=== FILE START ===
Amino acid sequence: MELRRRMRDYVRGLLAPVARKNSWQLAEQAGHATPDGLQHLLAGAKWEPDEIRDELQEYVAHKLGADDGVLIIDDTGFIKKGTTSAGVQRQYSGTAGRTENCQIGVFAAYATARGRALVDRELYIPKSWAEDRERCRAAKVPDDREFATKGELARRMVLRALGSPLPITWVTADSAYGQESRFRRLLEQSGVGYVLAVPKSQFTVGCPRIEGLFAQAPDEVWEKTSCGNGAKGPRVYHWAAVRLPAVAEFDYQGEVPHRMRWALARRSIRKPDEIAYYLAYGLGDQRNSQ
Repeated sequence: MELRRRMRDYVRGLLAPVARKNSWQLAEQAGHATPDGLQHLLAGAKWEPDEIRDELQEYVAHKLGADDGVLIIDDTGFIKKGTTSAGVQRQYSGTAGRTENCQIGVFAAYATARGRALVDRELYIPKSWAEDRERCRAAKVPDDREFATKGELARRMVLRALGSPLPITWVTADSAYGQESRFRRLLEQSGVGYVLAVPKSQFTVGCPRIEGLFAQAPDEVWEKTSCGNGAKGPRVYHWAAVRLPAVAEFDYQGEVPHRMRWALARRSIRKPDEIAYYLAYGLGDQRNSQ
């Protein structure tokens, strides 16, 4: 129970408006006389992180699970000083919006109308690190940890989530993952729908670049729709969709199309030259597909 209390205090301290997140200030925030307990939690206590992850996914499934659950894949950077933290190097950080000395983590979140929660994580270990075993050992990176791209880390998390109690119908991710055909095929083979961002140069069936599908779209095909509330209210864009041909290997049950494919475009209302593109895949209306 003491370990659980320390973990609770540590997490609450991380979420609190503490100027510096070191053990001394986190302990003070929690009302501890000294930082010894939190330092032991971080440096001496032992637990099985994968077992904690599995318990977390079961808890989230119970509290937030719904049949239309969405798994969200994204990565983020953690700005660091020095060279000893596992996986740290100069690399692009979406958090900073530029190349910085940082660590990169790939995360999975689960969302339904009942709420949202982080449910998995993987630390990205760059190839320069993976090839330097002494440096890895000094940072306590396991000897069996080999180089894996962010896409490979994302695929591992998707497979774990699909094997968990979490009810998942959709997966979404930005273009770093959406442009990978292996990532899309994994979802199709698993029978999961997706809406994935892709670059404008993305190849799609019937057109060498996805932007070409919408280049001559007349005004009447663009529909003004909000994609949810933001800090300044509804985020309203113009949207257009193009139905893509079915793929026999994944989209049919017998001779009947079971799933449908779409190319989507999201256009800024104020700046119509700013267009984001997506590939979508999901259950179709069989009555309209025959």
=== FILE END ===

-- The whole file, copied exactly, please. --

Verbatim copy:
Amino acid sequence: MELRRRMRDYVRGLLAPVARKNSWQLAEQAGHATPDGLQHLLAGAKWEPDEIRDELQEYVAHKLGADDGVLIIDDTGFIKKGTTSAGVQRQYSGTAGRTENCQIGVFAAYATARGRALVDRELYIPKSWAEDRERCRAAKVPDDREFATKGELARRMVLRALGSPLPITWVTADSAYGQESRFRRLLEQSGVGYVLAVPKSQFTVGCPRIEGLFAQAPDEVWEKTSCGNGAKGPRVYHWAAVRLPAVAEFDYQGEVPHRMRWALARRSIRKPDEIAYYLAYGLGDQRNSQ
Repeated sequence: MELRRRMRDYVRGLLAPVARKNSWQLAEQAGHATPDGLQHLLAGAKWEPDEIRDELQEYVAHKLGADDGVLIIDDTGFIKKGTTSAGVQRQYSGTAGRTENCQIGVFAAYATARGRALVDRELYIPKSWAEDRERCRAAKVPDDREFATKGELARRMVLRALGSPLPITWVTADSAYGQESRFRRLLEQSGVGYVLAVPKSQFTVGCPRIEGLFAQAPDEVWEKTSCGNGAKGPRVYHWAAVRLPAVAEFDYQGEVPHRMRWALARRSIRKPDEIAYYLAYGLGDQRNSQ
């Protein structure tokens, strides 16, 4: 129970408006006389992180699970000083919006109308690190940890989530993952729908670049729709969709199309030259597909 209390205090301290997140200030925030307990939690206590992850996914499934659950894949950077933290190097950080000395983590979140929660994580270990075993050992990176791209880390998390109690119908991710055909095929083979961002140069069936599908779209095909509330209210864009041909290997049950494919475009209302593109895949209306 003491370990659980320390973990609770540590997490609450991380979420609190503490100027510096070191053990001394986190302990003070929690009302501890000294930082010894939190330092032991971080440096001496032992637990099985994968077992904690599995318990977390079961808890989230119970509290937030719904049949239309969405798994969200994204990565983020953690700005660091020095060279000893596992996986740290100069690399692009979406958090900073530029190349910085940082660590990169790939995360999975689960969302339904009942709420949202982080449910998995993987630390990205760059190839320069993976090839330097002494440096890895000094940072306590396991000897069996080999180089894996962010896409490979994302695929591992998707497979774990699909094997968990979490009810998942959709997966979404930005273009770093959406442009990978292996990532899309994994979802199709698993029978999961997706809406994935892709670059404008993305190849799609019937057109060498996805932007070409919408280049001559007349005004009447663009529909003004909000994609949810933001800090300044509804985020309203113009949207257009193009139905893509079915793929026999994944989209049919017998001779009947079971799933449908779409190319989507999201256009800024104020700046119509700013267009984001997506590939979508999901259950179709069989009555309209025959």